To connect devices to the executed ROM code these are either mapped onto the address map using AM macros where a specific function in the device driver is called when accessing the address range. Which one however varies from device to device and you need to study how other have done it or just read the device source code.
In our case the 74164 is connected through the VIA device which we mapped up earlier using the following lines of macros:
MCFG_VIA6522_CB1_HANDLER(DEVWRITELINE("shift", ttl74164_device, a_w))
MCFG_VIA6522_CB2_HANDLER(DEVWRITELINE("shift", ttl74164_device, clock_w))
These macros connects the newly written device 'ttl74164_device' instance called 'shift' with clock input from VIA CB2 output and the A input from the VIA CB1 output. Last rows adds the actual 74164 itself and names it "shift" so MAME can look it up in runtime when putting the pieces together.
Now the missing piece is the 74164 driver itself. I wrote it up the classical way and submitted a PR to MAME, check it out here, but it was rejected as will all synchronous devices going forward. Here is why:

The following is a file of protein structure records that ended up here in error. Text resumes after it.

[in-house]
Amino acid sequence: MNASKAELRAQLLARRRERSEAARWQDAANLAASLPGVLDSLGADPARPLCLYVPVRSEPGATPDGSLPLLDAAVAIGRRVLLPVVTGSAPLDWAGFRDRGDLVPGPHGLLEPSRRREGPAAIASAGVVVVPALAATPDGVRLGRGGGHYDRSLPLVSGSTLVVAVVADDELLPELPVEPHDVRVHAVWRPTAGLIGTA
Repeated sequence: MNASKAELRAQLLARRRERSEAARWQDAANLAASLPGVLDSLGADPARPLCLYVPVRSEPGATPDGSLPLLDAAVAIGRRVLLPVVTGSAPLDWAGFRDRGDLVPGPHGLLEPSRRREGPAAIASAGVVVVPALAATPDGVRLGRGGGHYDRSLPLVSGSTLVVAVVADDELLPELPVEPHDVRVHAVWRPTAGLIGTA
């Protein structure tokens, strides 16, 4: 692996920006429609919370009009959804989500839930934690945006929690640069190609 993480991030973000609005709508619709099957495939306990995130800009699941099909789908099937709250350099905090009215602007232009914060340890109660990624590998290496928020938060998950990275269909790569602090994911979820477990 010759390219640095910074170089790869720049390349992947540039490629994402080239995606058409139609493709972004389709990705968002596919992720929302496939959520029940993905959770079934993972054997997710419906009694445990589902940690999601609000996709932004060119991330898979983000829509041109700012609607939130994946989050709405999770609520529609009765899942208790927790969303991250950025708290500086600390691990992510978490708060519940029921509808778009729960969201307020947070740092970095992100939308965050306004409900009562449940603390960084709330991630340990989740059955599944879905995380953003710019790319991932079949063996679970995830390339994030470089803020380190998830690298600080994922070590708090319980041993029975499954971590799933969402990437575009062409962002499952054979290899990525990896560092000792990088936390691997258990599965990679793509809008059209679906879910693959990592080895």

The way MAME works each CPU gets a certain amount of time to execute. When accessing devices the state of the signals are always adjusted according to the input in a chained manner which works pretty well as long as there is only one CPU/device talking. As soon as there is another source of changes such as a clocked circuitry there is a risk that the one part of the circuit is not up to date with the other clock.
This was revealed in a parallel work in MAME by Ryan Holtz with the Hazeltine driver, where multiple devices were supposed to deliver a unified bit field on an edge of a clock and in fact only the first part of the circuit held the expected data at the time as the latter part had not yet been updated. This is a common problem with logic emulation in general why there is a technique using oversampling so that sub cycle changes can be emulated at a higher precision than just connecting the signals.
This is accomplished in MAME by using the Netlist CPU contributed by Couriersud. It is not a traditional CPU but a device that runs at a higher clock rate than the emulated clocks in the system and constantly updates a circuit described as a Netlist This is what is used in the Pong game MAME emulation.
The Pong game had no CPU but only discrete components. The MAME Netlist system can describe both analog and logic circuits even mixed together at a decent performance.
Lets see how we can use a Netlist to solve the multiple clock alignment problem in MAME for the 74164 next!